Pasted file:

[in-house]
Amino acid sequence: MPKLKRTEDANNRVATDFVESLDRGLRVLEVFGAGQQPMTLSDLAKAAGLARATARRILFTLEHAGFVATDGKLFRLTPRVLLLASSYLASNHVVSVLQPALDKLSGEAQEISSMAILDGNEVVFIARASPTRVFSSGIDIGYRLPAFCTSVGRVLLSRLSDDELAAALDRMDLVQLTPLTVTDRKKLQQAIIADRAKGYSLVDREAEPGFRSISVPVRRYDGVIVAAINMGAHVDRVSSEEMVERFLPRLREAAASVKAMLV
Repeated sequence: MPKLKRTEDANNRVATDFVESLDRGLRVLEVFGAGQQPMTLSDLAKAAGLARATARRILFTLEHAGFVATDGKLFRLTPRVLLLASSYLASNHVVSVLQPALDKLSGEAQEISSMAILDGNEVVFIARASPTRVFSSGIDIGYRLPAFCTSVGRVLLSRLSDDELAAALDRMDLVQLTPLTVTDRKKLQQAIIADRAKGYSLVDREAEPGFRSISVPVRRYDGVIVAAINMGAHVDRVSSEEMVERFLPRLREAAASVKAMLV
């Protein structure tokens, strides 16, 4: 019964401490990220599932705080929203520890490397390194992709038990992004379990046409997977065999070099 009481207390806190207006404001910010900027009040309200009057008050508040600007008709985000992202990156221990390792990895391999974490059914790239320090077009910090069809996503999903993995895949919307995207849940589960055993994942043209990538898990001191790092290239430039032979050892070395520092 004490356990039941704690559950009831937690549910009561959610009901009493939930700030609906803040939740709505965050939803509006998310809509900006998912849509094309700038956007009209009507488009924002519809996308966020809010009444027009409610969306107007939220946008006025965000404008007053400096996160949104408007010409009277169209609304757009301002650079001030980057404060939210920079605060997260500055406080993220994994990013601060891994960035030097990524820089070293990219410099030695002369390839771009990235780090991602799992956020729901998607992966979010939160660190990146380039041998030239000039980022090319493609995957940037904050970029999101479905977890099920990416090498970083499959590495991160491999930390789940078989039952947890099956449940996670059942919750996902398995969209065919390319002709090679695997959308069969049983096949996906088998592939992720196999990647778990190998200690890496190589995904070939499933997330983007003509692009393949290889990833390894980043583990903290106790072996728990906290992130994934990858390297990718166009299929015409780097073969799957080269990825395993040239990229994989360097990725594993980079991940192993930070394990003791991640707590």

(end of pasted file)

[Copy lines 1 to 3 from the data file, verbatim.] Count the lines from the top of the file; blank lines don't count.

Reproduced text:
[in-house]
Amino acid sequence: MPKLKRTEDANNRVATDFVESLDRGLRVLEVFGAGQQPMTLSDLAKAAGLARATARRILFTLEHAGFVATDGKLFRLTPRVLLLASSYLASNHVVSVLQPALDKLSGEAQEISSMAILDGNEVVFIARASPTRVFSSGIDIGYRLPAFCTSVGRVLLSRLSDDELAAALDRMDLVQLTPLTVTDRKKLQQAIIADRAKGYSLVDREAEPGFRSISVPVRRYDGVIVAAINMGAHVDRVSSEEMVERFLPRLREAAASVKAMLV
Repeated sequence: MPKLKRTEDANNRVATDFVESLDRGLRVLEVFGAGQQPMTLSDLAKAAGLARATARRILFTLEHAGFVATDGKLFRLTPRVLLLASSYLASNHVVSVLQPALDKLSGEAQEISSMAILDGNEVVFIARASPTRVFSSGIDIGYRLPAFCTSVGRVLLSRLSDDELAAALDRMDLVQLTPLTVTDRKKLQQAIIADRAKGYSLVDREAEPGFRSISVPVRRYDGVIVAAINMGAHVDRVSSEEMVERFLPRLREAAASVKAMLV